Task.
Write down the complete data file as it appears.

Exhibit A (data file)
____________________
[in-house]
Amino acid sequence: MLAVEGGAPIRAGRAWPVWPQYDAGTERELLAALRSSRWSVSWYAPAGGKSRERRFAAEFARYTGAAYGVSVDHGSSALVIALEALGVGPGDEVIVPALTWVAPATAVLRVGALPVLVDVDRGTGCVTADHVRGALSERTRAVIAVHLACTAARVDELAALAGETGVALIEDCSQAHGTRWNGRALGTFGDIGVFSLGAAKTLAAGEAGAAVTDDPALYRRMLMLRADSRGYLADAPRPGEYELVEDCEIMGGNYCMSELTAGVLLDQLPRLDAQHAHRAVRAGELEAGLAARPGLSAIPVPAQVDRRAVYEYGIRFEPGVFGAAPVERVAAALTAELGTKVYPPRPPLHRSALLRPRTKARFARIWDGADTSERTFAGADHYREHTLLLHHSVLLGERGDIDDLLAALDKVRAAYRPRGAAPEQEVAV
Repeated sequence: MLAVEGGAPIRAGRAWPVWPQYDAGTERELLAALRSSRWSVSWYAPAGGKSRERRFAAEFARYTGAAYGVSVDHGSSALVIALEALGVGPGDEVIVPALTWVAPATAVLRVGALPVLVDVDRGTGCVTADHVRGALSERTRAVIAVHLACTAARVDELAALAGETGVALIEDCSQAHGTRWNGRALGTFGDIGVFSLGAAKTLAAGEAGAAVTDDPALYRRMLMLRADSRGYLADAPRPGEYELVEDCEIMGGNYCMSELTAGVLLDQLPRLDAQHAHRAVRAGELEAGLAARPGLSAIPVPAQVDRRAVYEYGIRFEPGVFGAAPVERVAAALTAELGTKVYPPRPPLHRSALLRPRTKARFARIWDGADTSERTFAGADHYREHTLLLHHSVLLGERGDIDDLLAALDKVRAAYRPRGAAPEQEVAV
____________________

[in-house]
Amino acid sequence: MLAVEGGAPIRAGRAWPVWPQYDAGTERELLAALRSSRWSVSWYAPAGGKSRERRFAAEFARYTGAAYGVSVDHGSSALVIALEALGVGPGDEVIVPALTWVAPATAVLRVGALPVLVDVDRGTGCVTADHVRGALSERTRAVIAVHLACTAARVDELAALAGETGVALIEDCSQAHGTRWNGRALGTFGDIGVFSLGAAKTLAAGEAGAAVTDDPALYRRMLMLRADSRGYLADAPRPGEYELVEDCEIMGGNYCMSELTAGVLLDQLPRLDAQHAHRAVRAGELEAGLAARPGLSAIPVPAQVDRRAVYEYGIRFEPGVFGAAPVERVAAALTAELGTKVYPPRPPLHRSALLRPRTKARFARIWDGADTSERTFAGADHYREHTLLLHHSVLLGERGDIDDLLAALDKVRAAYRPRGAAPEQEVAV
Repeated sequence: MLAVEGGAPIRAGRAWPVWPQYDAGTERELLAALRSSRWSVSWYAPAGGKSRERRFAAEFARYTGAAYGVSVDHGSSALVIALEALGVGPGDEVIVPALTWVAPATAVLRVGALPVLVDVDRGTGCVTADHVRGALSERTRAVIAVHLACTAARVDELAALAGETGVALIEDCSQAHGTRWNGRALGTFGDIGVFSLGAAKTLAAGEAGAAVTDDPALYRRMLMLRADSRGYLADAPRPGEYELVEDCEIMGGNYCMSELTAGVLLDQLPRLDAQHAHRAVRAGELEAGLAARPGLSAIPVPAQVDRRAVYEYGIRFEPGVFGAAPVERVAAALTAELGTKVYPPRPPLHRSALLRPRTKARFARIWDGADTSERTFAGADHYREHTLLLHHSVLLGERGDIDDLLAALDKVRAAYRPRGAAPEQEVAV